The necessity of our art


It seems to me that every age applies its imprimatur onto Shakespeare because he essentially is only writing about three things: who are we, what are we, why are we? And human nature is immutable. The human condition may be changed and, hopefully, it will change for the better. But what we are – why we are – is still the great imponderable and really the only questions worth asking.

We are in a world where each day on the street, on the train on the bus, people are apparently talking to themselves. But they’re not. They’re talking to someone on the phone using their headphones. That interaction, that exchange, that ‘in the now’ of being on the bus, on the train, in the street, is becoming more and more distant.

And that’s disastrous. If that’s going to be the pattern for the future where so much we receive, be it news, be it entertainment, is via a screen. It has no shared community around it.

You cannot have real, live theatre – that unique experience – without real people. In the theatre, every performance is the first time you’ve done it; you’ve never played to that audience before.

I said that human nature was immutable. I think The Old Vic has a reputation that is equally immutable. It’s a lovely theatre to be in; it’s a lovely theatre to play in. It has, undoubtedly, a well-earned magic which has nothing to do exclusively with longevity. But all theatres are an empty space until you have a play and an audience. And that’s as true for The Vic as it is for anywhere else.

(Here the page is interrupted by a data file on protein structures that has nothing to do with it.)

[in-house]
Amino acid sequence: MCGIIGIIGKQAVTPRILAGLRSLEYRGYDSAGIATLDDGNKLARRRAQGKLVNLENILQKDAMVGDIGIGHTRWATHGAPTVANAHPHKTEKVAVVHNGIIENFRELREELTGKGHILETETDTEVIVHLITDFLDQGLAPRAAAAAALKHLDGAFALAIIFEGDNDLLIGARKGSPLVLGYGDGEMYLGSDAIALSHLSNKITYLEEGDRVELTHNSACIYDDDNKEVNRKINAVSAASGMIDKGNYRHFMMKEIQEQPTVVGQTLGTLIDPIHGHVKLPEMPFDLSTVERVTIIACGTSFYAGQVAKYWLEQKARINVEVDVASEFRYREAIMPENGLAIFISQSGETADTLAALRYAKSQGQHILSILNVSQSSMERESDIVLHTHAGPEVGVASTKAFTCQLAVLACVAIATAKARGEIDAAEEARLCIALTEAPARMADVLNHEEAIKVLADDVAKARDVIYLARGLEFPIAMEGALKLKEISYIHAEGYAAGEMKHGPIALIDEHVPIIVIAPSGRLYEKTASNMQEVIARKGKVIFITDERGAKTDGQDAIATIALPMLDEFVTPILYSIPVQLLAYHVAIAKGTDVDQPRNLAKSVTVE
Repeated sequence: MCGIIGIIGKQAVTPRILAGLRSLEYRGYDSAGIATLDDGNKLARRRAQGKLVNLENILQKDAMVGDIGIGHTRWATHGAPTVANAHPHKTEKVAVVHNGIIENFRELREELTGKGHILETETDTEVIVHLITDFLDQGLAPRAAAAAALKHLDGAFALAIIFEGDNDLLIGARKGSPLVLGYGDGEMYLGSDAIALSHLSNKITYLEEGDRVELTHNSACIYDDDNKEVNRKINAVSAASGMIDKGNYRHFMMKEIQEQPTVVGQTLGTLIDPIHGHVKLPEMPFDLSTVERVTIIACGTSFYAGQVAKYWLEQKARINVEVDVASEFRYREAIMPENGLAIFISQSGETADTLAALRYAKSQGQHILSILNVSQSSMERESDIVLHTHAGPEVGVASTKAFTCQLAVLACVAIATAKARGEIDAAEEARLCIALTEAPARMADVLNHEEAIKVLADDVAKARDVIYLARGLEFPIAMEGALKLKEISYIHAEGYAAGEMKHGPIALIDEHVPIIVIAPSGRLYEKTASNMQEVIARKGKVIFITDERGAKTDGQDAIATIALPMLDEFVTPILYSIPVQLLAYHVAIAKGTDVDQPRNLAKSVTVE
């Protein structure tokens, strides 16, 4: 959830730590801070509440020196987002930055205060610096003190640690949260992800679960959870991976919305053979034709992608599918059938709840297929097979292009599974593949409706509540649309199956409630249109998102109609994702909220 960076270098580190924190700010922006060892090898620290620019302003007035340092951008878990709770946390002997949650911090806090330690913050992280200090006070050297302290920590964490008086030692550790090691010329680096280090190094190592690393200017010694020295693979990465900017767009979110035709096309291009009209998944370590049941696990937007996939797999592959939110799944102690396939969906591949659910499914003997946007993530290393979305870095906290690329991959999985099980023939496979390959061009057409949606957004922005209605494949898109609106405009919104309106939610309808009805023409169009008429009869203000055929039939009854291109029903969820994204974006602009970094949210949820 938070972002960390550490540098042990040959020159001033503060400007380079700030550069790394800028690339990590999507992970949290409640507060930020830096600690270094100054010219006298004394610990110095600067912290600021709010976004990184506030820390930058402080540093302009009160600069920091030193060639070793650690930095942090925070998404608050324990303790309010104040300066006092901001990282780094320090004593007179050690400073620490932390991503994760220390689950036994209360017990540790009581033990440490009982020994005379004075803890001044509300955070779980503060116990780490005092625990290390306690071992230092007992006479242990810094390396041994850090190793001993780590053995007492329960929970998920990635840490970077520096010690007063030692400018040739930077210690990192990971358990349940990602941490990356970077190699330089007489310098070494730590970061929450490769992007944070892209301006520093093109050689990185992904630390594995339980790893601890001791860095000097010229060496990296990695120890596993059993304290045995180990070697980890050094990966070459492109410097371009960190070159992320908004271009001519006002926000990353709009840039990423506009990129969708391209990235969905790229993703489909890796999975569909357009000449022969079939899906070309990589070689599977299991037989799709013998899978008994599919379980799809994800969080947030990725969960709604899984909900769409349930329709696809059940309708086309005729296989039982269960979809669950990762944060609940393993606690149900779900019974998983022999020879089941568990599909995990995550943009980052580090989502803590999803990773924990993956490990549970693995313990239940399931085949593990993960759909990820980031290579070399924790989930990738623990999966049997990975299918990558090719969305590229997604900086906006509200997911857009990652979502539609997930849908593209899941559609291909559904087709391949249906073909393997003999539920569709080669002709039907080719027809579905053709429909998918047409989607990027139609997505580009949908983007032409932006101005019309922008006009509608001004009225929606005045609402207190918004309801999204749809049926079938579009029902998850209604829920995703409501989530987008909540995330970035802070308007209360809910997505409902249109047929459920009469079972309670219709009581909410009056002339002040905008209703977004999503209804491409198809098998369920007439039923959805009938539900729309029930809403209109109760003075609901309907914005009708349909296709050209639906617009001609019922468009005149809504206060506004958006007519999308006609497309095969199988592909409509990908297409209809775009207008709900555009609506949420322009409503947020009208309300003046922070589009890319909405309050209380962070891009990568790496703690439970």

Looking at The Old Vic, not only because of its past but what it’s done in the recent past and what Matthew is doing with it now in the future – that idea of attracting people who would not automatically think of going to the theatre – shows a vital energy resource. Because there isn’t going to be any theatre in the future if we don’t create the desire to go; if we don’t allow people to understand that it can be a unique experience. When it works, there’s nowhere else like it in the world.

It’s extraordinary, is it not, that a group of strangers comes in quite by chance, sits down in the dark, and another group of strangers come on in the light, and somehow there is an energy that goes from the light to the dark? And that, when it works, is reinforced and sent back. Hopefully, a perfect circle is created.

And I’m sentimental enough to think that could be a model of an ideal society. It would be terrible if we lost that hope.

Glenda Jackson

Our theatre is temporarily closed due to government advice around Coronavirus (Covid-19). As a registered charity with no public subsidy, we appreciate your support during this unprecedented situation. If you would like to make a donation to help the theatre survive, we would be extraordinarily grateful.


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